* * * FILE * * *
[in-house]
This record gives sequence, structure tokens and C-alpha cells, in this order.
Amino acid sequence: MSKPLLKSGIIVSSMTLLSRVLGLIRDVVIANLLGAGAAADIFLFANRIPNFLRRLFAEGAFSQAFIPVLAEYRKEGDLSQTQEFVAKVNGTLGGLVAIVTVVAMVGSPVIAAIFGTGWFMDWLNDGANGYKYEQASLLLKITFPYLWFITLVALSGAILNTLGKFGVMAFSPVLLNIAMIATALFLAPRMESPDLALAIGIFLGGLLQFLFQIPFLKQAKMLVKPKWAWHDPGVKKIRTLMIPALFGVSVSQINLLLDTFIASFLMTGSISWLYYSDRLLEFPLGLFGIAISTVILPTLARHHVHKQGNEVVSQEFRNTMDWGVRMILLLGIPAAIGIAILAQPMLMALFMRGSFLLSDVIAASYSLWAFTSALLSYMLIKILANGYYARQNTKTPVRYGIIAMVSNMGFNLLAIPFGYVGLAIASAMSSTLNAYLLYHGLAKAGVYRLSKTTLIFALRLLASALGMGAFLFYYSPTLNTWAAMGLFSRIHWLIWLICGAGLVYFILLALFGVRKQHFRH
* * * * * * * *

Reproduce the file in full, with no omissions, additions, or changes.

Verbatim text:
[in-house]
This record gives sequence, structure tokens and C-alpha cells, in this order.
Amino acid sequence: MSKPLLKSGIIVSSMTLLSRVLGLIRDVVIANLLGAGAAADIFLFANRIPNFLRRLFAEGAFSQAFIPVLAEYRKEGDLSQTQEFVAKVNGTLGGLVAIVTVVAMVGSPVIAAIFGTGWFMDWLNDGANGYKYEQASLLLKITFPYLWFITLVALSGAILNTLGKFGVMAFSPVLLNIAMIATALFLAPRMESPDLALAIGIFLGGLLQFLFQIPFLKQAKMLVKPKWAWHDPGVKKIRTLMIPALFGVSVSQINLLLDTFIASFLMTGSISWLYYSDRLLEFPLGLFGIAISTVILPTLARHHVHKQGNEVVSQEFRNTMDWGVRMILLLGIPAAIGIAILAQPMLMALFMRGSFLLSDVIAASYSLWAFTSALLSYMLIKILANGYYARQNTKTPVRYGIIAMVSNMGFNLLAIPFGYVGLAIASAMSSTLNAYLLYHGLAKAGVYRLSKTTLIFALRLLASALGMGAFLFYYSPTLNTWAAMGLFSRIHWLIWLICGAGLVYFILLALFGVRKQHFRH